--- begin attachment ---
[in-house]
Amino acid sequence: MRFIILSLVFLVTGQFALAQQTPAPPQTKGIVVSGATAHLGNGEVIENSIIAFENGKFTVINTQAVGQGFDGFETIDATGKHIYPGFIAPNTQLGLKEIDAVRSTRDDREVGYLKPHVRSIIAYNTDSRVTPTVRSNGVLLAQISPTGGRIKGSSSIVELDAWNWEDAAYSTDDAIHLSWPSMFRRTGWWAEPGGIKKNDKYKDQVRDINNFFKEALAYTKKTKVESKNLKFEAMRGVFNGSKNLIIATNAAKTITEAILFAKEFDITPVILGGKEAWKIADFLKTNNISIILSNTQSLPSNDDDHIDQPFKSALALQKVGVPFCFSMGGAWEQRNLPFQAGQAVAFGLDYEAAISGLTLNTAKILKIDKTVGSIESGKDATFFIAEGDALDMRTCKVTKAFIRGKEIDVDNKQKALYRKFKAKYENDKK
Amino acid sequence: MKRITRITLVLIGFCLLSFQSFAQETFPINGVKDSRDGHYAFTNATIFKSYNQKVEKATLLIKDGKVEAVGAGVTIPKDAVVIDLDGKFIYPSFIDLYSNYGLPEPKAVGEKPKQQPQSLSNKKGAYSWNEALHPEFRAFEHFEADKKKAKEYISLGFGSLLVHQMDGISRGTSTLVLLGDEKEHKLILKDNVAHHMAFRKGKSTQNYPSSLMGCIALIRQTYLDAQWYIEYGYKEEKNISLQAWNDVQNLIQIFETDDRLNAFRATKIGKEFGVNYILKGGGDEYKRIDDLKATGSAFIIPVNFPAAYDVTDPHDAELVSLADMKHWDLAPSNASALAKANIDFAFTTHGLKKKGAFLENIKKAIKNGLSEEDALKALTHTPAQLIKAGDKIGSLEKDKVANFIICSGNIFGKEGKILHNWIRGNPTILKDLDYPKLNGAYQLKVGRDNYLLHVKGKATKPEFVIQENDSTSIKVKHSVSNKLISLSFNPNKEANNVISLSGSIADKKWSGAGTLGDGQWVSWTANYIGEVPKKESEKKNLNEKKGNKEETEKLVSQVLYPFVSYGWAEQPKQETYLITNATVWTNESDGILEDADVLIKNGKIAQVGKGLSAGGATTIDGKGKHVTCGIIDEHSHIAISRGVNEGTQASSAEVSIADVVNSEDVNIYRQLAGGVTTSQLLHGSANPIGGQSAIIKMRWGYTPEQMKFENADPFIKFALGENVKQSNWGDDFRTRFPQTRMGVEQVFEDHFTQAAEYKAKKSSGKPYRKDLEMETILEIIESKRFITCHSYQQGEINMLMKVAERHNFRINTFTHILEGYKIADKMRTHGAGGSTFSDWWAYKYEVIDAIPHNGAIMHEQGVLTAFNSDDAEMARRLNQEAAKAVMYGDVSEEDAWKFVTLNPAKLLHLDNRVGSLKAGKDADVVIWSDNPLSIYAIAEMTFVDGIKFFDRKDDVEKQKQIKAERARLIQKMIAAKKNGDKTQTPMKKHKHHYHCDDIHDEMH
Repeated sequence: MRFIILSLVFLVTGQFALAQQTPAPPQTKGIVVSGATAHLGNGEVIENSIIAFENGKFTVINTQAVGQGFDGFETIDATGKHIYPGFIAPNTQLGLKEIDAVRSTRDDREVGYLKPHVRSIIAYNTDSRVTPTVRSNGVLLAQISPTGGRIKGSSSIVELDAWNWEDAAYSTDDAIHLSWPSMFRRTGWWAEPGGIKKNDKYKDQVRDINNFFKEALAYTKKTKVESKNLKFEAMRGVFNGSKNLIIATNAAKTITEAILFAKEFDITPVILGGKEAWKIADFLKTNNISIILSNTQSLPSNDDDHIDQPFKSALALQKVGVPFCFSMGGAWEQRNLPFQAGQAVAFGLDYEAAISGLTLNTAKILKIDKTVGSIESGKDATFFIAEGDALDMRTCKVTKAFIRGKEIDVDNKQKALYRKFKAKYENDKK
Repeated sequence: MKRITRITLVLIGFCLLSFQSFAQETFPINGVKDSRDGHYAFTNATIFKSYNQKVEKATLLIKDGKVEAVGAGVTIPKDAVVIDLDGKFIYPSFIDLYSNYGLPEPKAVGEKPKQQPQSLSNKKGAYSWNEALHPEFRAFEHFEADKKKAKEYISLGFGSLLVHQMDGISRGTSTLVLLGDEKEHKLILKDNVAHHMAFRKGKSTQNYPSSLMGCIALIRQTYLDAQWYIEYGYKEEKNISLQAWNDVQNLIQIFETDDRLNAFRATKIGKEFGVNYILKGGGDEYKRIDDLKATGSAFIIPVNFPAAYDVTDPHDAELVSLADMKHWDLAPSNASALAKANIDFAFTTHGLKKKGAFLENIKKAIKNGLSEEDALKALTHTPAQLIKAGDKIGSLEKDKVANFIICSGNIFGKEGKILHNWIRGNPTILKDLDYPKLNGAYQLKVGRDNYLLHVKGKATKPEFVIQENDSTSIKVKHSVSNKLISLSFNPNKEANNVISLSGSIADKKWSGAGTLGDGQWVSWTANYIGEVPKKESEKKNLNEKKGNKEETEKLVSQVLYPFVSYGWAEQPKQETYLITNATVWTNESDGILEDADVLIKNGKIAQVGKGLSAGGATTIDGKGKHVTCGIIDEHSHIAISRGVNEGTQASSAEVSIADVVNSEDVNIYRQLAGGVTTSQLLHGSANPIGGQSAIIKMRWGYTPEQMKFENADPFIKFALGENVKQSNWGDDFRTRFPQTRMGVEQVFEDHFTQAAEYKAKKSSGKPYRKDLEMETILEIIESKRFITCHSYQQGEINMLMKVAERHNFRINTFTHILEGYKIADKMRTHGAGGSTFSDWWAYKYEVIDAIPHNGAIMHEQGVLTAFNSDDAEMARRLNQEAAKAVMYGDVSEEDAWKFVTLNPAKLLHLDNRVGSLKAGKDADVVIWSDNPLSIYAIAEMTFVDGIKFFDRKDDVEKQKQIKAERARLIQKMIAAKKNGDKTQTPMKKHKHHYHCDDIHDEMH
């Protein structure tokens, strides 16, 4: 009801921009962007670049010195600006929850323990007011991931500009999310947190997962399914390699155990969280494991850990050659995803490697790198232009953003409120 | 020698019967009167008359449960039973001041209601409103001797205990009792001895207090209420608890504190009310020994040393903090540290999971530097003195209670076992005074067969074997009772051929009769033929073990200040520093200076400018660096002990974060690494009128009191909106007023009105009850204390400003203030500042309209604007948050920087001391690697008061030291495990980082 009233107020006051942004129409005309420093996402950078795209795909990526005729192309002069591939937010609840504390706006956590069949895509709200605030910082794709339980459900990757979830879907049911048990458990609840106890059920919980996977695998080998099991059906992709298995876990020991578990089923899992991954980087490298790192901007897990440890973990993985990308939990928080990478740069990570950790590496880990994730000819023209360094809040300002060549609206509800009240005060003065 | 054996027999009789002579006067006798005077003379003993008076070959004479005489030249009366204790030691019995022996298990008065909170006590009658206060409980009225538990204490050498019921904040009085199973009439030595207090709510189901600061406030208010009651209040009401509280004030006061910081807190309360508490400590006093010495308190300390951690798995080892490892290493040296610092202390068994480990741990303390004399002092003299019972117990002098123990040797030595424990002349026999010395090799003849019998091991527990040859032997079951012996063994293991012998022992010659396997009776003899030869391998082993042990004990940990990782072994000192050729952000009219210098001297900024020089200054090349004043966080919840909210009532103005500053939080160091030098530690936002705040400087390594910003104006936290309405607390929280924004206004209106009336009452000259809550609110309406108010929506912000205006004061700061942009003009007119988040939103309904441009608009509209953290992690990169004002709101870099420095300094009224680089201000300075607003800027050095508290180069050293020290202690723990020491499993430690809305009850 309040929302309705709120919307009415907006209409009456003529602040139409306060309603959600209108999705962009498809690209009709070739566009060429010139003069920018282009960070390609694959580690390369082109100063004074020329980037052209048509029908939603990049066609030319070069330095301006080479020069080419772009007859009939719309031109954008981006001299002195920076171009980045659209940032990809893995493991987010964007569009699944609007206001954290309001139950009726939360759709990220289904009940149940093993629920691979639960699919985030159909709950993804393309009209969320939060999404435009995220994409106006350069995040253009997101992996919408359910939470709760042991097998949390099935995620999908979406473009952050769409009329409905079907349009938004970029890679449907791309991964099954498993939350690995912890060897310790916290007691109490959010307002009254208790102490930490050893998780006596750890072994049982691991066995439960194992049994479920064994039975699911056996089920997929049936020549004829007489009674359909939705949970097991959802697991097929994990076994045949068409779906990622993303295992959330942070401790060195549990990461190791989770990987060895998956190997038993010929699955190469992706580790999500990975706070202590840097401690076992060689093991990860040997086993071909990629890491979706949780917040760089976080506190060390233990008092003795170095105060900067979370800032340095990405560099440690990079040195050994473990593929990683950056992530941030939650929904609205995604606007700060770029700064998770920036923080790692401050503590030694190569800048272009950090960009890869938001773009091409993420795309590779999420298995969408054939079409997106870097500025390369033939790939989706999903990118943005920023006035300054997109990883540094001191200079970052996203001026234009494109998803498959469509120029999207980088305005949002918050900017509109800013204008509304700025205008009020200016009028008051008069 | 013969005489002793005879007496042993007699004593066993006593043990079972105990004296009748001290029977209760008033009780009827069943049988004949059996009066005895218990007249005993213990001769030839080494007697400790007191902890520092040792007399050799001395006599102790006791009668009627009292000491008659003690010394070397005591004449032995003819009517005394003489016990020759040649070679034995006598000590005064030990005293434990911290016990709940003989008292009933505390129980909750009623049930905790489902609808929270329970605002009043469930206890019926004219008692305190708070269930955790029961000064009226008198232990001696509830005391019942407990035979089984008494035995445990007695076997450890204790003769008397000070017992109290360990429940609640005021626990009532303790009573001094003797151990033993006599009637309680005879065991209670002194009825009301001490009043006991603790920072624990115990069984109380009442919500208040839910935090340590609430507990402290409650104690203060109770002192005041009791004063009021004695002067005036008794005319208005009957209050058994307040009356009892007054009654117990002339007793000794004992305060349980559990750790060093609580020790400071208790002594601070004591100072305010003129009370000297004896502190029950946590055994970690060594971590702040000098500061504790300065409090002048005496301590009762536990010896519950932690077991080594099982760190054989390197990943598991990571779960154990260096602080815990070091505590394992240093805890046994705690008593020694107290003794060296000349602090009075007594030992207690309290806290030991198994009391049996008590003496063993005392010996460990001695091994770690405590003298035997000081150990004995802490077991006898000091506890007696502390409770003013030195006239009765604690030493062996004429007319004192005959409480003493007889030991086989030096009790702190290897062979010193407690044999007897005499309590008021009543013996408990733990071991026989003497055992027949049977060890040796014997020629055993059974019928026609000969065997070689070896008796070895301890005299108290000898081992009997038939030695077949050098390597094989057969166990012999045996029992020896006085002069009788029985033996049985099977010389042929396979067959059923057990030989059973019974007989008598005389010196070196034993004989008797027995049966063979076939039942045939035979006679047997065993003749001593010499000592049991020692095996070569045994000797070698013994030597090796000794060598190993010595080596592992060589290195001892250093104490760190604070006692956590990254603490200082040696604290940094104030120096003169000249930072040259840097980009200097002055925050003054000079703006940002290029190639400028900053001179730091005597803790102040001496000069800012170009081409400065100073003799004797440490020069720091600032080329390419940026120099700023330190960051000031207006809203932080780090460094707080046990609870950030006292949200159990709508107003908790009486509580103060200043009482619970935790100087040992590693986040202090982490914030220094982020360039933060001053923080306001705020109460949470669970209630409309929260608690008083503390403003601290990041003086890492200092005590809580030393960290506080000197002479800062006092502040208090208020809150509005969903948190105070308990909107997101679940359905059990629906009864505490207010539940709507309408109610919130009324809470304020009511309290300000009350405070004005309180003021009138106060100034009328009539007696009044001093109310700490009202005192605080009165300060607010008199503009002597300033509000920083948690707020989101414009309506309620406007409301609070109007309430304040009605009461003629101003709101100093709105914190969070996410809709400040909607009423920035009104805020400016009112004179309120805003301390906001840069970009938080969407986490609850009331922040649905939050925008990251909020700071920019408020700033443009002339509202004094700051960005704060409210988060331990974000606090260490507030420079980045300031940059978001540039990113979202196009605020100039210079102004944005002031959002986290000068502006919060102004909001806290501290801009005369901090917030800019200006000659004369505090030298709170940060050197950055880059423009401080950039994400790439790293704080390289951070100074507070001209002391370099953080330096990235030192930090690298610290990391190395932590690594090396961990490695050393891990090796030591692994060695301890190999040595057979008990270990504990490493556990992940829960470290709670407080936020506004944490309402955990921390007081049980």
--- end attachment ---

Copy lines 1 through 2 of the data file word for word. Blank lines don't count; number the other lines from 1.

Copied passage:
[in-house]
Amino acid sequence: MRFIILSLVFLVTGQFALAQQTPAPPQTKGIVVSGATAHLGNGEVIENSIIAFENGKFTVINTQAVGQGFDGFETIDATGKHIYPGFIAPNTQLGLKEIDAVRSTRDDREVGYLKPHVRSIIAYNTDSRVTPTVRSNGVLLAQISPTGGRIKGSSSIVELDAWNWEDAAYSTDDAIHLSWPSMFRRTGWWAEPGGIKKNDKYKDQVRDINNFFKEALAYTKKTKVESKNLKFEAMRGVFNGSKNLIIATNAAKTITEAILFAKEFDITPVILGGKEAWKIADFLKTNNISIILSNTQSLPSNDDDHIDQPFKSALALQKVGVPFCFSMGGAWEQRNLPFQAGQAVAFGLDYEAAISGLTLNTAKILKIDKTVGSIESGKDATFFIAEGDALDMRTCKVTKAFIRGKEIDVDNKQKALYRKFKAKYENDKK